As an industry we have looked to Korea for Beauty innovations for years. K-Beauty is synonymous with fun, affordable and seriously cutting-edge formulations.
What about Clean Beauty?
There is a Clean Beauty scene in Korean Skincare. It is vastly different from that of the US or Europe. One key differentiator is Most Korean brands are not independent. The vast majority are backed by a parent company who is already well established in the industry either a manufacturer or a larger brand who have multiple sub brands. This changes the dynamics.
A surprising fact….
The US NGO Environmental working group who rate products and ingredient based on their safety is surprisingly well known in Korea. In fact, it might be better known in Korea than in the US! As with many things in this wonderful country the fame came from a TV show and has since picked up pace. Despite very few Korean brands actually being EWG verified they still use EWG ratings in their marketing communication, even in store by saying all the ingredients are rated 2 or below. Another thing that is interesting is many brands whose formulations are not that clean don’t use artificial fragrance. Very few brands seem to be certified by other global bodies. I saw one or two Ecocert but usually just on one or two products in a range.
Ingredients – are the brands really Clean?
Like anywhere some are, and some aren’t. Natural ingredients are top of mind of many of the brands and they are emphasizing this in their formulations and marketing
Not all of these brands are very clean, many still contain questionable chemicals like PEGs, BHT etc. Artificial fragrance seems to be quite widely left out of formulations – this is probably because it is quite easy to replace without effecting efficacy where as some of the other ingredients above, they find more difficult to replace.
Having said that here are few that are leading the way in Korean Clean Beauty (disclaimer I haven’t checked all their products…but just the ones I have tried)
Sustainability not high on the agenda…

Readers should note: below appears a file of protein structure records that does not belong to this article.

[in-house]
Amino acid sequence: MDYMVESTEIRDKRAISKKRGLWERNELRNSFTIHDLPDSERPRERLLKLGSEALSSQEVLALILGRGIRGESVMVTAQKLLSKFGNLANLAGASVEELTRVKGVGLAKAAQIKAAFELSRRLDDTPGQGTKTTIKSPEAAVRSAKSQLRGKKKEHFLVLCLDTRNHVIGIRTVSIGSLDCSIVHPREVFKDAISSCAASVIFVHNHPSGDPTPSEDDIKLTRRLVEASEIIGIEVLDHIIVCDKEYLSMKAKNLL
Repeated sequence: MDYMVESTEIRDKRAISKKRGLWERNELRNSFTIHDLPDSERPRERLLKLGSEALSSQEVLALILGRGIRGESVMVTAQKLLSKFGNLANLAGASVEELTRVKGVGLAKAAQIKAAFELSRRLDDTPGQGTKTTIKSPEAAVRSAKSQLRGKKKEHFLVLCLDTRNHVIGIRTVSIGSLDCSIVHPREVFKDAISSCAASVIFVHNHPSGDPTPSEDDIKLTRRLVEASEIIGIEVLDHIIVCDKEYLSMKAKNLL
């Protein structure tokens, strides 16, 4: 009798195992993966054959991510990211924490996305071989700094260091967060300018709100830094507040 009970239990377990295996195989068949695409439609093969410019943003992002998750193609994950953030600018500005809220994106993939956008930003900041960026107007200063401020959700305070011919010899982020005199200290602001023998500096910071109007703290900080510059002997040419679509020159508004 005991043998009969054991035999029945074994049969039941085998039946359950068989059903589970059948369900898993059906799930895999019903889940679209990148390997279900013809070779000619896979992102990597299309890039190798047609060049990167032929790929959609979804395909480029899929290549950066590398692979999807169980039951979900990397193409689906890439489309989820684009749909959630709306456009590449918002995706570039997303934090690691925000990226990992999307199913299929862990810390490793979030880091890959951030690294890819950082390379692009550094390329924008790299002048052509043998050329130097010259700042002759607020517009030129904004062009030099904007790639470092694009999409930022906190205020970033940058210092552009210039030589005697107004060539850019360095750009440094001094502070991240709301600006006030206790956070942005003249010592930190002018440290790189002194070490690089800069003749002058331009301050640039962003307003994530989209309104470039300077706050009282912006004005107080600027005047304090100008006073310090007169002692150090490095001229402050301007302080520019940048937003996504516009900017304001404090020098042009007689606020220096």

There is plastic everywhere in Korea. From the seeming crazy of sweet, highly flavoured, cold drinks all in disposable plastic containers with straws to the cultural obsession with overpackaging. Everything is packed and double packed supposedly for hygiene but also it is just what is expected here. I saw hardly any brands trying to push a sustainability agenda in their packaging or message. I don’t think the Koreans are demanding it and from some reports the packaging manufacturers just don’t have the solutions available. This is a real shame and I hope that the public and the industry will change soon.
Clean Beauty is not segregated at retail
There are not really dedicated Clean Beauty retailers but many of the major chain stores are stocking clean beauty brands. Chicor has a whole section in their flagship dedicated to new brands and many of these were clean. Atrium who traditionally only stocked Amore Pacific brands (as they own the chain) is now diversifying into other brands – they had Clean brands. But they don’t have their own section in the stores either it really is all thrown together so customers need to know what they are looking for. As mentioned above some brands have information on shelf about ingredients and EWG ratings to help consumers navigate.
What about foreign brands?
Korea is a tough market for foreign brands in general. If you have a mega brand name then there is a market for you eg: Chanel, Dior, Mac etc but for independent brands there is a lot of competition. As for independent brands Aesop has done well in Korea by really investing in their store designs by using expensive materials and local architects – reinforcing their positioning for minimalist chic.
I saw Farmacy in Chicor, Dr Bronner’s in Olive Young and a few brands in Boots but not a lot else, aside from the large L’Oreal, LVMH group brands and my focus was on Korean brands, so I am sure I missed some niche ones. This will change with Sephora coming in in October, they are bringing several niche brands like Gallinee so will be very interesting to see the response. But it is a tough market for foreign brands as K-Beauty is so strong and Koreans believe the quality is very high and the prices are often aggressively low.
Many independent international brands come in and are sold in Instagram stores rather than physical retail. If one of the big influencers picks you up and makes a big splash, then you may just have a chain store knocking on your door.
Visit the market – it is without a doubt worth the trip. Not only can you get inspired but the quirky fun K-Beauty brands but also it is a mecca of OEM producers so you can look at possibly formulating in the market. Intercharm Korea is an annual trade show with mainly Korean brands it was a good opportunity to see some local trends and meet local brand founders.